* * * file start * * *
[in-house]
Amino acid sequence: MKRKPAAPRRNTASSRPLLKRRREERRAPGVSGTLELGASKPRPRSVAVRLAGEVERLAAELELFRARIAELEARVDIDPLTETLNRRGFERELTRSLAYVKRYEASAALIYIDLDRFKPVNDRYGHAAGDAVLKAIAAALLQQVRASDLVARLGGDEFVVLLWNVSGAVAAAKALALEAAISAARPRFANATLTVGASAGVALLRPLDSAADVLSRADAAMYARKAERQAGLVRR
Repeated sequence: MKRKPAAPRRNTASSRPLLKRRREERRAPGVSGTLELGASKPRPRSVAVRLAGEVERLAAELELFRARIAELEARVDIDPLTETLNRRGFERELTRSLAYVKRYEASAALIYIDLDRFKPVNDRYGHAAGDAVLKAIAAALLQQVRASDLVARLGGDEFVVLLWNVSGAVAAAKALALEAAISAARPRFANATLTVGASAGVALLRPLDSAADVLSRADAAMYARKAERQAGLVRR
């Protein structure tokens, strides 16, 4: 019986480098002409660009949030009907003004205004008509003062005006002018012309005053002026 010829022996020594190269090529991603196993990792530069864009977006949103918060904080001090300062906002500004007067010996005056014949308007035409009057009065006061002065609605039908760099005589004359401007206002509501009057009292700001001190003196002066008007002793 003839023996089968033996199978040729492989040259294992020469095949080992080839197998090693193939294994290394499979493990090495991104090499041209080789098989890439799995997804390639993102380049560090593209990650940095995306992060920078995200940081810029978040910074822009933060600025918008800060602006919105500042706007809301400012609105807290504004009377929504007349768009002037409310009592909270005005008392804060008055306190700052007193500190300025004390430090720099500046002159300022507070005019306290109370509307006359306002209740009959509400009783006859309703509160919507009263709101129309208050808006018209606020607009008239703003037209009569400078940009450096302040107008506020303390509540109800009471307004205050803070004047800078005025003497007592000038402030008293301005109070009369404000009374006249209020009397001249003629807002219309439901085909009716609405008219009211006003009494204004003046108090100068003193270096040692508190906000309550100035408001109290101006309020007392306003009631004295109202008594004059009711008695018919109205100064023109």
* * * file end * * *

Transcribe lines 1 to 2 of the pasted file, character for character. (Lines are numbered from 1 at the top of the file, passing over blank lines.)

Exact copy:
[in-house]
Amino acid sequence: MKRKPAAPRRNTASSRPLLKRRREERRAPGVSGTLELGASKPRPRSVAVRLAGEVERLAAELELFRARIAELEARVDIDPLTETLNRRGFERELTRSLAYVKRYEASAALIYIDLDRFKPVNDRYGHAAGDAVLKAIAAALLQQVRASDLVARLGGDEFVVLLWNVSGAVAAAKALALEAAISAARPRFANATLTVGASAGVALLRPLDSAADVLSRADAAMYARKAERQAGLVRR